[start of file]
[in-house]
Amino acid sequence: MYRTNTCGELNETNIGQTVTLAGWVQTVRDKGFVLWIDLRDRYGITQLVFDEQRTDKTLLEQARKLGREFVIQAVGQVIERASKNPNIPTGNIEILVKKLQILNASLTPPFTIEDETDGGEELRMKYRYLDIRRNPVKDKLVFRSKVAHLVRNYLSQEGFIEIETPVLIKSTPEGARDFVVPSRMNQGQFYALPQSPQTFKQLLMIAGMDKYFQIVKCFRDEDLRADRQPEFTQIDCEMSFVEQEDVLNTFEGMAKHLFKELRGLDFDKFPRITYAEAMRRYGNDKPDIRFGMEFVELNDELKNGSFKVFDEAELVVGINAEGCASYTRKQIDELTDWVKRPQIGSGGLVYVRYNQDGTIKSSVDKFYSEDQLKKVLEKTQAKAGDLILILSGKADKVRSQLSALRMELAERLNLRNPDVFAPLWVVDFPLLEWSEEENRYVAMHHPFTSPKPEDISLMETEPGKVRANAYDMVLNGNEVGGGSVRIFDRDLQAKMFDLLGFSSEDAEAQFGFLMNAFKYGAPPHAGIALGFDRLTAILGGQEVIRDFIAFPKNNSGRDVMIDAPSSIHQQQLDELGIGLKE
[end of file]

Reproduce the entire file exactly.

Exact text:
[in-house]
Amino acid sequence: MYRTNTCGELNETNIGQTVTLAGWVQTVRDKGFVLWIDLRDRYGITQLVFDEQRTDKTLLEQARKLGREFVIQAVGQVIERASKNPNIPTGNIEILVKKLQILNASLTPPFTIEDETDGGEELRMKYRYLDIRRNPVKDKLVFRSKVAHLVRNYLSQEGFIEIETPVLIKSTPEGARDFVVPSRMNQGQFYALPQSPQTFKQLLMIAGMDKYFQIVKCFRDEDLRADRQPEFTQIDCEMSFVEQEDVLNTFEGMAKHLFKELRGLDFDKFPRITYAEAMRRYGNDKPDIRFGMEFVELNDELKNGSFKVFDEAELVVGINAEGCASYTRKQIDELTDWVKRPQIGSGGLVYVRYNQDGTIKSSVDKFYSEDQLKKVLEKTQAKAGDLILILSGKADKVRSQLSALRMELAERLNLRNPDVFAPLWVVDFPLLEWSEEENRYVAMHHPFTSPKPEDISLMETEPGKVRANAYDMVLNGNEVGGGSVRIFDRDLQAKMFDLLGFSSEDAEAQFGFLMNAFKYGAPPHAGIALGFDRLTAILGGQEVIRDFIAFPKNNSGRDVMIDAPSSIHQQQLDELGIGLKE